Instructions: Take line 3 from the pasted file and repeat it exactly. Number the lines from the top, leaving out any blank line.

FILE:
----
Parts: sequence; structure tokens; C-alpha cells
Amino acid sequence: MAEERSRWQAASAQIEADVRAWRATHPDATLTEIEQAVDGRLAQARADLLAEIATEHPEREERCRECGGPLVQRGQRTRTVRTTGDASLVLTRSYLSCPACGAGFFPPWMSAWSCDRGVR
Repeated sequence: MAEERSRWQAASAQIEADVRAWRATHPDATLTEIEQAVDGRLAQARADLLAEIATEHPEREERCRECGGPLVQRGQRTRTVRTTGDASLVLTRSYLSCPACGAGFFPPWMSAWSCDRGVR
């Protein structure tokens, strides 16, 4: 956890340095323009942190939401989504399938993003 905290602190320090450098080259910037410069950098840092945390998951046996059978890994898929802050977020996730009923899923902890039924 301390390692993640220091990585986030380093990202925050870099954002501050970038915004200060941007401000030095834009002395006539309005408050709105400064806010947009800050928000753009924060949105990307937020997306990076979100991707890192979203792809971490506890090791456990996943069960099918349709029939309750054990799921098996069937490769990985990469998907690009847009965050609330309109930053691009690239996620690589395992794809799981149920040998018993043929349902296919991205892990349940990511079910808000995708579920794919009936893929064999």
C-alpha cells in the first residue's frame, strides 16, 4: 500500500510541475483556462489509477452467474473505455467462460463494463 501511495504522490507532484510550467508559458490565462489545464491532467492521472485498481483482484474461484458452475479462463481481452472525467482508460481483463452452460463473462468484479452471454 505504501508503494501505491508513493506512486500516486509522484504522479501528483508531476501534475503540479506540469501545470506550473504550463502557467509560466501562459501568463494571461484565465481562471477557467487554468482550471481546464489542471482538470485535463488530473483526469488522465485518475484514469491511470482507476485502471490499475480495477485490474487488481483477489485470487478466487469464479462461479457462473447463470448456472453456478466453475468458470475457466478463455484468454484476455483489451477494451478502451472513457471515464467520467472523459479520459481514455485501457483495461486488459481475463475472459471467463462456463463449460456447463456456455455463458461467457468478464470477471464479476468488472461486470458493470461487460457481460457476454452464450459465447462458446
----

Repeated sequence: MAEERSRWQAASAQIEADVRAWRATHPDATLTEIEQAVDGRLAQARADLLAEIATEHPEREERCRECGGPLVQRGQRTRTVRTTGDASLVLTRSYLSCPACGAGFFPPWMSAWSCDRGVR